You cannot shoot a shotgun without loading it first, and you absolutely have to know how to load and unload a gun if you’re going to use it safely. Not every shotgun loads as intuitively as you might like it to. Here’s a quick rundown of how to load and unload various types of shotguns.
How to Load a Shotgun: Safety Rules
When you load any shotgun, observe the following safety precautions:
- Make sure it’s not already loaded: Treat all guns as if they are loaded because sometimes they are. First, open the action, check the chamber, and check the magazine. Once you see the gun is unloaded, you should also check the barrel for obstructions.
- Be certain you are loading the right ammunition: Most guns have the gauge and the lengths of shell they can accept stamped on the side of the barrel near the receiver. Be sure you’re using only ammunition the gun is chambered for. Longer shells will fit into shorter chambers, but they create potentially dangerous pressures and they won’t eject or cycle.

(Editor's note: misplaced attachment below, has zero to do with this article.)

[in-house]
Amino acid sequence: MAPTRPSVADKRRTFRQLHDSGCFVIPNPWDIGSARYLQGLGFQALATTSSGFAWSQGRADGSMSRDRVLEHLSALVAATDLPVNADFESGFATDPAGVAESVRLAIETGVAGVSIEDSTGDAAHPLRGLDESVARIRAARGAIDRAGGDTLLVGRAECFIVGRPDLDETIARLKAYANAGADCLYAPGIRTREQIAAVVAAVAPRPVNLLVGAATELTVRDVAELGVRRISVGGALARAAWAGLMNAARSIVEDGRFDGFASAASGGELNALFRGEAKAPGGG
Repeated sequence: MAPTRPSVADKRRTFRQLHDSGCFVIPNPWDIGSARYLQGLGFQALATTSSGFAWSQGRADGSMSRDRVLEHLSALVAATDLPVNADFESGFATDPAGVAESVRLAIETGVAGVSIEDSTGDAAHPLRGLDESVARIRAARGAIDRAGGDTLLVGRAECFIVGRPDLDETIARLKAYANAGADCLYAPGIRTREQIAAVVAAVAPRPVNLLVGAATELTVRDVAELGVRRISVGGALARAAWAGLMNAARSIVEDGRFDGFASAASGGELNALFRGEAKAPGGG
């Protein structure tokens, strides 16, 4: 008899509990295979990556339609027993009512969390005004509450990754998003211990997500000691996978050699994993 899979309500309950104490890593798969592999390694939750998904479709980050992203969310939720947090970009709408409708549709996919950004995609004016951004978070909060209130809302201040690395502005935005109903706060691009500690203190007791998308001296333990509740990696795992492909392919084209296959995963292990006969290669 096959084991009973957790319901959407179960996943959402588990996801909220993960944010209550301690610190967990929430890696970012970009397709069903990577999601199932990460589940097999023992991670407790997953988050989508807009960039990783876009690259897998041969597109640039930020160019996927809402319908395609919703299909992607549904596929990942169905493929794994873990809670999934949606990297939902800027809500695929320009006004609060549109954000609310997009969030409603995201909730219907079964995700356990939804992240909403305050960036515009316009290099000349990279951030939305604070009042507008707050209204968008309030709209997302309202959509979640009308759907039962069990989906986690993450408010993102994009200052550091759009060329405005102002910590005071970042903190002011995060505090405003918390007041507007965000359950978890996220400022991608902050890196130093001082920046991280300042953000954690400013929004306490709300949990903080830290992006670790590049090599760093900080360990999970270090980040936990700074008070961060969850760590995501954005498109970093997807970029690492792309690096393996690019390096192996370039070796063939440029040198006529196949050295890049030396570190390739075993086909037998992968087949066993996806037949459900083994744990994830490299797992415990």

- Be sure the gun is on safe before you load it: Learn how to operate the safety on your shotgun and make sure it’s on before loading the gun with ammunition.
- Keep your finger off the trigger when loading and unloading a gun.
- Keep the gun pointed in a safe direction as you load and unload: I once loaded a brand-new pump gun on a skeet field. It slam-fired when I closed the action due to a manufacturing defect. Because I had the gun pointed downrange, nothing bad happened. I blew a hole in the ground and was very surprised. Always make sure the muzzle of your shotgun is pointed in a safe direction.
- Consult the shotgun’s manual: If you aren’t sure how to load and unload your shotgun, read the manual. New guns all come with a manual, and you can find almost any gun’s manual online, too.
With those general safety rules established, here’s how to load break-actions, pump-actions, and semiauto shotguns:
How to Load a Shotgun: Break-actions
1. Open the Action